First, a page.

Bangalore: Maharashtra’s state cabinet has come up with a new name-and-shame policy for adults who abandon their parents. The policy states that those who illtreat their parents and leave them to take shelter in old-age homes will be mentioned in the 'defaulter list', reports Chittaranjan Tembhekar for The Times of India. Their names would be widely publicized and will appear in newspapers for the shameful act.
According to the rule, anybody who is of 65 years or more is defined as an elderly person.
However, every adult will not become a target of this policy. It clearly states 'children of those parents who have to live in old-age homes because their wards are not taking care of them will be put on the list.'
TOI reports that Section 125 of the Code of Criminal Procedure and Section 20 of the Hindu Adoptions and Maintenance Act, have enforced wards to look after their parents and if they fail to do so, strict actions will be taken against them.If a person does not follow the orders, he/she will also be punished under Section 188 of the Indian Penal Code.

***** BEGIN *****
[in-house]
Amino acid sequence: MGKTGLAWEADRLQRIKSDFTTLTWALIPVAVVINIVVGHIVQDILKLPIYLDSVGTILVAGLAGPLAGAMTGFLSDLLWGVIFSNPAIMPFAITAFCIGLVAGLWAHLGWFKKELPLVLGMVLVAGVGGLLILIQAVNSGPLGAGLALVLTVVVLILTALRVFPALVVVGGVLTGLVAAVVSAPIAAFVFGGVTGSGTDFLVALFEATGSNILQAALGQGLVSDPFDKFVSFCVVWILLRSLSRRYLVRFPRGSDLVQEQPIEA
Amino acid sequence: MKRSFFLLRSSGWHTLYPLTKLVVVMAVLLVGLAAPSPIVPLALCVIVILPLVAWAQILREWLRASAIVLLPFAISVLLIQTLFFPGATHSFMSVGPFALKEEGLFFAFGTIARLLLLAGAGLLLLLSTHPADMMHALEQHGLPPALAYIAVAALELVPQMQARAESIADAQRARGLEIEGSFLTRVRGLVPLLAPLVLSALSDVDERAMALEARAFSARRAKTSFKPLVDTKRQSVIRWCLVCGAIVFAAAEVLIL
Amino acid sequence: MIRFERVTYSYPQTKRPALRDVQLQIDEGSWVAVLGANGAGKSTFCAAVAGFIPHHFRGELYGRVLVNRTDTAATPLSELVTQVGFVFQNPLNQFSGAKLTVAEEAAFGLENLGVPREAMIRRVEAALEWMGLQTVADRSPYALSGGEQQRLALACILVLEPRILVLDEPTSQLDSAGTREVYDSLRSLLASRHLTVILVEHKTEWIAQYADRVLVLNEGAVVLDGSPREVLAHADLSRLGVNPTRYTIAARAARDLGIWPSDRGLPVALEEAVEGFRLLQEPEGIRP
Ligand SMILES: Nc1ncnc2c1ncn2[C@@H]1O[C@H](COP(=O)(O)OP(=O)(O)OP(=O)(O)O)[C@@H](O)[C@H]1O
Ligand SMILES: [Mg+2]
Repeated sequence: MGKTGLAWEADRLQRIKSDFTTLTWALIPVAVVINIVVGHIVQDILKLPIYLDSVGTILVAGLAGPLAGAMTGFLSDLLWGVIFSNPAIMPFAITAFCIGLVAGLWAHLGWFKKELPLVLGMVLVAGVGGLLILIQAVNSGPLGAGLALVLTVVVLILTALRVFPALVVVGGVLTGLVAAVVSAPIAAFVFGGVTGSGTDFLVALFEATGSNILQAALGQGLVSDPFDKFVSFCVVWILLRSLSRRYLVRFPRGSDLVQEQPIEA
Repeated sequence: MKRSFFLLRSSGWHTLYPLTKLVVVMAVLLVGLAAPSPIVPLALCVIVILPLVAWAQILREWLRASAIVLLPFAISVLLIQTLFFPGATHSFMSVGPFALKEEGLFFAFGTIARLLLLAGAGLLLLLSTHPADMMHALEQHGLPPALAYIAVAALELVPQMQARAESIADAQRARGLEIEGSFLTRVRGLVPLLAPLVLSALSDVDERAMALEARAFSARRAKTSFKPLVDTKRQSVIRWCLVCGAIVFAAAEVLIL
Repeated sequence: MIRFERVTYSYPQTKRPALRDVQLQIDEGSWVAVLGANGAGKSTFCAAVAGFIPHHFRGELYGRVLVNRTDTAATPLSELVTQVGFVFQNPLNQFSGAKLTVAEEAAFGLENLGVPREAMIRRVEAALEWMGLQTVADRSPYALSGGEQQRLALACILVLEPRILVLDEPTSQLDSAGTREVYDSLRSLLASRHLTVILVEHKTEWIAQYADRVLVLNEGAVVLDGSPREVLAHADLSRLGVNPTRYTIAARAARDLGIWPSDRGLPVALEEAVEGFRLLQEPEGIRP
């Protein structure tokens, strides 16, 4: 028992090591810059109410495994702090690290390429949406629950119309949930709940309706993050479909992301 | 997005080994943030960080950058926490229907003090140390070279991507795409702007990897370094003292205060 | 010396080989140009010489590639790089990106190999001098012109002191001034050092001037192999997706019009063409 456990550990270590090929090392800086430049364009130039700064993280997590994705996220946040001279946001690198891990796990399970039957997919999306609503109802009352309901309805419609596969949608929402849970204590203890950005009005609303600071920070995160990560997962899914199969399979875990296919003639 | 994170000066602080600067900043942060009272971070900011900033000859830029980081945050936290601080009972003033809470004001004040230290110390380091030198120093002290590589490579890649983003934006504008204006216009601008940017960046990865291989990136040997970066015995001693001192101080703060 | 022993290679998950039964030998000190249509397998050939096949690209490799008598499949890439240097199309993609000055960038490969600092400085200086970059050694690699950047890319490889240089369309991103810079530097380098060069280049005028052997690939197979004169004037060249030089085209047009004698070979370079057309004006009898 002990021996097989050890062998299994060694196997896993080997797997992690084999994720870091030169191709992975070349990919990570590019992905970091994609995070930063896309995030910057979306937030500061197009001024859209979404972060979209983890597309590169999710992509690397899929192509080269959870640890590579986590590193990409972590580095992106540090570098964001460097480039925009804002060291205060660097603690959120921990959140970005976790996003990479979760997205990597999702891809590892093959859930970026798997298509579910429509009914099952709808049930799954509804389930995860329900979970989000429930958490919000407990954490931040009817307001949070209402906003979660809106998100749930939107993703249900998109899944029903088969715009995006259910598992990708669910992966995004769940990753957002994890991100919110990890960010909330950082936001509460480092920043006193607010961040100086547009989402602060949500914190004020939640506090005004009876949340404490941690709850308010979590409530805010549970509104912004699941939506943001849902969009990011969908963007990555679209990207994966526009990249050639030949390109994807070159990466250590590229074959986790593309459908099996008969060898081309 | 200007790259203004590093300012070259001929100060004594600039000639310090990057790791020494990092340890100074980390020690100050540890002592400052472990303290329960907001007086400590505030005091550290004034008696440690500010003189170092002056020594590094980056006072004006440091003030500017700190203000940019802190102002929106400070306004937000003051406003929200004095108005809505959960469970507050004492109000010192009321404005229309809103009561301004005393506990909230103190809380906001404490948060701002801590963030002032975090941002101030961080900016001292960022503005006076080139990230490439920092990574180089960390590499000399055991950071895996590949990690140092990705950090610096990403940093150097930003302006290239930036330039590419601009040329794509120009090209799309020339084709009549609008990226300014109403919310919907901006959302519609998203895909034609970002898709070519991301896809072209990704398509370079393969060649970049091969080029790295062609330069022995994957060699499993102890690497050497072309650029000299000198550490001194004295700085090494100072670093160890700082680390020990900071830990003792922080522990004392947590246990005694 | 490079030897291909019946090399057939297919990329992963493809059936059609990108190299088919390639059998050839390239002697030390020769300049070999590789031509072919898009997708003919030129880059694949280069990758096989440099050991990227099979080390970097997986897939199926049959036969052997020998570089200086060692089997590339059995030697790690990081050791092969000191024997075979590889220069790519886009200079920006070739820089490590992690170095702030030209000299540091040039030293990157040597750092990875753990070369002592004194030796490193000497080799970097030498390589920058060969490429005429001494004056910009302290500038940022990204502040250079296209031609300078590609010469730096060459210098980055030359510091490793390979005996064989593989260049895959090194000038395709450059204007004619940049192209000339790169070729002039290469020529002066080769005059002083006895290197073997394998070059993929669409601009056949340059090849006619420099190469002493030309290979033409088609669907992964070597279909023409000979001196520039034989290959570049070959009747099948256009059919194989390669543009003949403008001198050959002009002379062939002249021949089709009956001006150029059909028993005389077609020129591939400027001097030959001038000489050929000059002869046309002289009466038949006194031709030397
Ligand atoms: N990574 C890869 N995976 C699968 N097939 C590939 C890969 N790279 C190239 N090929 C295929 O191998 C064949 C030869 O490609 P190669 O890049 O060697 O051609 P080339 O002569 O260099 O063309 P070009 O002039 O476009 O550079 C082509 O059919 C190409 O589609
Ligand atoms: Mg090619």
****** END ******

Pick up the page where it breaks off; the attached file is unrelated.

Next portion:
The state’s policy to help out aged folks of the society also speaks about the kind of facilities that the elders should receive. It mentions that all basic facilities should be made available for the elderly, and there will be a change in certain laws so that the elders get the best amenities at existing co-operative housing societies.
"The lives of elders are being affected by modern-day lifestyle, the stress of whether their children will look after them and financial worries. So, apart from care and counselling, we will ensure they get good amenities in housing societies and new townships by amending the Town Planning Act," Chavan said.
IPS officer-turned lawyer Y P Singh says that unless there is a rigid law framed on this principle, the state’s act of shaming adults will continue to be challenged in the court.
"There are cases where parents go to old-age homes on their own because they offer the best of healthcare facilities. If children are financing that as per their parents' wishes, then any action under the policy may not stand legal scrutiny as it might violate fundamental rights," he said.